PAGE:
Just as our parents’ generation experienced quite a different childhood and adolescence, our children will also be a part of something completely different than what we knew as kids. I don’t think it’s hard to imagine how much this will suck for our poor little babes. I mean, look at the generation before us–they peaked during the ’70s and essentially spent a decade high as balls on any number of drugs that I wouldn’t touch with a 10 foot pole even now. College was the exception, not the rule, so although they may have missed out on some of those experiences, at least they didn’t feel the pressure of the elusive
3.0 4.0 GPA. They also didn’t graduate under a mountain of debt, or when the country had the shittiest job market in decades. But don’t get me wrong, we certainly experienced some glory years–and yes, I’m including the snot-nosed years we spent on the playgrounds. I constantly see pictures of bastard children all over my social media, which led me to thinking about what our kids will not be a part of.
RIP neighborhoods. Thanks to all the perverts out there, it’s no longer all that safe to boot your children out the back door and not allow them back in until dusk. As a kid, I was the youngest in my neighborhood, so I spent less time hanging out on my neighborhood’s streets than the older kids I lived near. Since we lived within walking distance of the high school, we had access to all the space we’d need for any kinds of games. Some kids just knew when to go home, others had a bell, and my brothers and I had the “dad whistle,” which was him yelling, “Get in the house immediately or have fun standing nose against the wall for a half hour.” But think about it–if parents today just let their kids roam around a neighborhood, no matter how “safe” and “small town USA” it may be, it still just sounds sketchy and negligent. There are unfortunately too many sociopaths out there trying to snatch babies. We might be doomed to actually have to watch our own kids, at all hours of the day. You’ll arrange playdates via email and a pleasant ding will remind you to dump your kid on someone else for the day while you drink G&Ts at home no pants on.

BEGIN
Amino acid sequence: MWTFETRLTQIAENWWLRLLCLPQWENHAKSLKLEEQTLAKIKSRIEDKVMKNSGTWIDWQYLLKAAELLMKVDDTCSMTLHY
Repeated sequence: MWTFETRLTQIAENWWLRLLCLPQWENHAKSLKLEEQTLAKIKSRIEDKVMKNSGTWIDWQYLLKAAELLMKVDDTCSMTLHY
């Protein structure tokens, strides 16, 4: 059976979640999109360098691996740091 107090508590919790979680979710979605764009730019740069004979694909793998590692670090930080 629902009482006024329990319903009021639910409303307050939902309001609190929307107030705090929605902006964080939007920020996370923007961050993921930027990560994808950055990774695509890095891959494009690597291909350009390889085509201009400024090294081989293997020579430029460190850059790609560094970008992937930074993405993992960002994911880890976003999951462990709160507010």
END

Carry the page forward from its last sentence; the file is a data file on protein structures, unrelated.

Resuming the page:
I think this is tied very closely with the former, as most of us have witnessed or been a part of a good beat down at one point or another. Even the good, old-fashioned sibling-on-sibling abuse will die down–it’s apparently a “bad look” to send your kid to school with a broken tooth and a black eye. You’ll get blamed, and saying, “It wasn’t me, it was his brother,” probably won’t fly with the principal. Who knows, maybe this is a good thing, but I often feel I’m as strong and confident as I am because I had the crap beat out of me by my brothers for the majority of my childhood. You learn a lot when you try to recreate the WWE finale with a ring of twin mattresses in the living room.
I saw this coming the second Bloomberg tried to ban sodas in New York City. I’m not even going to touch the ethics and fundamentals of this move, because PGP is certainly not the forum for that. I could just tell this stand was saying something about the future of food in both New York AND the country. No longer will kids bring Lunchables to school, since the food and packaging are made from the same ingredients. No longer will they get to have McDonald’s, Burger King, or Wendy’s for dinner with a giant Dairy Queen blizzard to follow it up. Since we know better, can we justify letting this happen more frequently than almost never? Even I’m torn about this. I didn’t gain a pound until I went through puberty, and even then I could eat what I wanted and I was still fine. With the studies out now, which expose the shitstorm that 90 percent of the ingredients in easily accessible food cause on our brains and bodies, it’s hard to imagine a “good” parent who lets his or her kid build Cheez-It towers every day as an afternoon “snack.” Pour one out for pizza rolls.
Obviously this will come (hopefully) later on in their lives, but honestly, these kids will definitely miss out on this. There’s no better coming of age rebellion than putting on too much Axe or eyeliner and climbing out the bedroom window in the middle of the night to hang out with some person who, not coincidentally, still lives in his parents’ basement now. Since normal adults actually lock their doors and install alarm systems these days, there’s a fat chance of the casual sneak out. I literally dare my kids to try and pull that “I’m sleeping over at a friend’s” shit on me. But alas, they won’t even be able to, since by the time someone accidentally knocks me up, the government will probably implant tracking devices into newborn babies. Perhaps the saddest part about our kids missing out on this is yet another learning opportunity lost. There are few better opportunities to hone your problem solving skills than when you find yourself in a pickle after having snuck out in the middle of the night. I watched a girl get hit directly in the eye with a Frisbee one night. We had to concoct some ridiculous excuse once we snuck back in, which hid our excursion well enough. Critical thinking, folks.